The general purpose of this book is to present the reader to the field of computer-aided design frame an industrial viewpoint. All computer-aided design work has the common function of providing results that extend the engineer's ability to build and sell devices and equipment. However, each technical area has its own specialized techniques and problems, and the particular purpose of the book is to present those for the design of magnetic circuits.
After stating the design problem, the book discusses the pertinent assumptions, equations, and models; develops methods for handling the interface with the attached electric circuits and the sequence of steps for computer-aided design; and finally presents the flow diagrams and typical input and output forms in use.
The chapters are so arranged that the simplest magnetic-circuit device, the reactor, is considered first, followed by leakage-reactance transformers and regulating transformers. The last chapter covers conventional multiwinding transformers. For each class of device, the theory and modeling are treated, followed by numerical examples and the approach to computer-aided design. Many examples are oriented toward lamp ballasts, because their magnetic-circuit operation is realistically complex and because most of the problems were prepared for their design.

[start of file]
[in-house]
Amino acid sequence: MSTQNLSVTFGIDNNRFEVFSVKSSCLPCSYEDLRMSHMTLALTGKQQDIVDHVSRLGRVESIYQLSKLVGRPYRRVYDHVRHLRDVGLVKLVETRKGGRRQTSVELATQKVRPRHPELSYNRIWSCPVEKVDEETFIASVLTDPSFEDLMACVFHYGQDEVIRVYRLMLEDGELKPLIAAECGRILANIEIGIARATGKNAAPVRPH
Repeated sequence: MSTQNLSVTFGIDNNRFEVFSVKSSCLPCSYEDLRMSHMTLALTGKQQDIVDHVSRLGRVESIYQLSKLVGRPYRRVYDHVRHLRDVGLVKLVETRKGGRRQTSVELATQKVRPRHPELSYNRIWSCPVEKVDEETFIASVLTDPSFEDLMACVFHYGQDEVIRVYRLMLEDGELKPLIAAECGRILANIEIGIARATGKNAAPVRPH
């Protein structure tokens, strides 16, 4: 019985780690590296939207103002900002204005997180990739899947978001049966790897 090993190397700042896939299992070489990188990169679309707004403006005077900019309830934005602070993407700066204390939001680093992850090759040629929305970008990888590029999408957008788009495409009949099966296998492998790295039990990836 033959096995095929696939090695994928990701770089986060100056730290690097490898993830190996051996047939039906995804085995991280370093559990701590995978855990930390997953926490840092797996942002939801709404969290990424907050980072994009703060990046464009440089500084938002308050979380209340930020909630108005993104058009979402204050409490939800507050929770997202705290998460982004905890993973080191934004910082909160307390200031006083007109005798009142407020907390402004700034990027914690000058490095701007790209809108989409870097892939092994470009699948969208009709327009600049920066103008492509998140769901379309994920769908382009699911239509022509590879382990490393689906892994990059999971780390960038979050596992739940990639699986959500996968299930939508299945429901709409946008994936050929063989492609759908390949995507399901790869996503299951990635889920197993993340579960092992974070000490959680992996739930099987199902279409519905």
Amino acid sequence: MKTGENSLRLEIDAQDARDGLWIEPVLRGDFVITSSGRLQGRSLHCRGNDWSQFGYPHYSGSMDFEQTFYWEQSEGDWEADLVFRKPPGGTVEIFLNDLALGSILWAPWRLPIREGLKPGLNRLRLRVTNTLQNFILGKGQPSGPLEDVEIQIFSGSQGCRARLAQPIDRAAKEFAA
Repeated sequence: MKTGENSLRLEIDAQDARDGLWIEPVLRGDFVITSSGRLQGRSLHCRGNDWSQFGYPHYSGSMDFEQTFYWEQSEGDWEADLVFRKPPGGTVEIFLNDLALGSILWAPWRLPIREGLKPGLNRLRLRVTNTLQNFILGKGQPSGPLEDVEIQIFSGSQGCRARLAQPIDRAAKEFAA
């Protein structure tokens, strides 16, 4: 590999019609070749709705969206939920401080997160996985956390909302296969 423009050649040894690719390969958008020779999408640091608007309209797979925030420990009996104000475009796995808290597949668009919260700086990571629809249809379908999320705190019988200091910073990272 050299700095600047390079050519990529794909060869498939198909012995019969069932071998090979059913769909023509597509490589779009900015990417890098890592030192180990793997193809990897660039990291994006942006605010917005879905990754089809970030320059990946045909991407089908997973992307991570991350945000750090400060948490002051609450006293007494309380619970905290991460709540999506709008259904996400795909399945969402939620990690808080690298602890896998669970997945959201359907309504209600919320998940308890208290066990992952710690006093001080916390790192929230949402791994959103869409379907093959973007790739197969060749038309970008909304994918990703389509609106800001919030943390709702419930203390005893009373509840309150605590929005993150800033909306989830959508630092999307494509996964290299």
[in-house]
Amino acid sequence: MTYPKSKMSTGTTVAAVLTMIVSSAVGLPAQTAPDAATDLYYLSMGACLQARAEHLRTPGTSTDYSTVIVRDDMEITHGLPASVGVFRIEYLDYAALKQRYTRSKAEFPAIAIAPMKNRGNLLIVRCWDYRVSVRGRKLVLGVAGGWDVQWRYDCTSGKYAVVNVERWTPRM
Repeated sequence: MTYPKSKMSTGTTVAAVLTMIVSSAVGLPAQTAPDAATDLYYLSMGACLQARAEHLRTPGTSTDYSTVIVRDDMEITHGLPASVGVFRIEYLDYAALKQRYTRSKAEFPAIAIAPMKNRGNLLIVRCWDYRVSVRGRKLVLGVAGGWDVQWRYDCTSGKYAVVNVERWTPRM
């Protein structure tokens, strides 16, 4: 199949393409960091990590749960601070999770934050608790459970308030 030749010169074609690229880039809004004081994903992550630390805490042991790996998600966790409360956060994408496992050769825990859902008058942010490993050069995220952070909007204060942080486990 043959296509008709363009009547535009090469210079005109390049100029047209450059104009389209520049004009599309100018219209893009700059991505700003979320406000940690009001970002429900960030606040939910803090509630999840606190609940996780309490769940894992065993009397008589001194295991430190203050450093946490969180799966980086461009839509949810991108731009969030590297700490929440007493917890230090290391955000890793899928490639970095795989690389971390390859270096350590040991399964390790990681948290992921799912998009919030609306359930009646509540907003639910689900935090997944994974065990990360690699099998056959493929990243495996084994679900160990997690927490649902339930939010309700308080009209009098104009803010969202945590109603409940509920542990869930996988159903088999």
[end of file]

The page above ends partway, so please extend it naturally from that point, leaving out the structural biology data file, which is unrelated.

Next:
The authors originally developed the computer programs presented here for actual industrial use, in reducing design time for new transformers, in exploring new magnetic-circuit configurations, and in obtaining more accurate designs to reduce cut-and-try work on prototypes. To accomplish this, much preliminary work was necessary to develop analytical techniques and mathematical models for the magnetic circuits and the electric circuits in which they were placed. The mere transfer of hand-design methods to computer programs would not have been successful in yielding useful and realistic computer-aided design methods.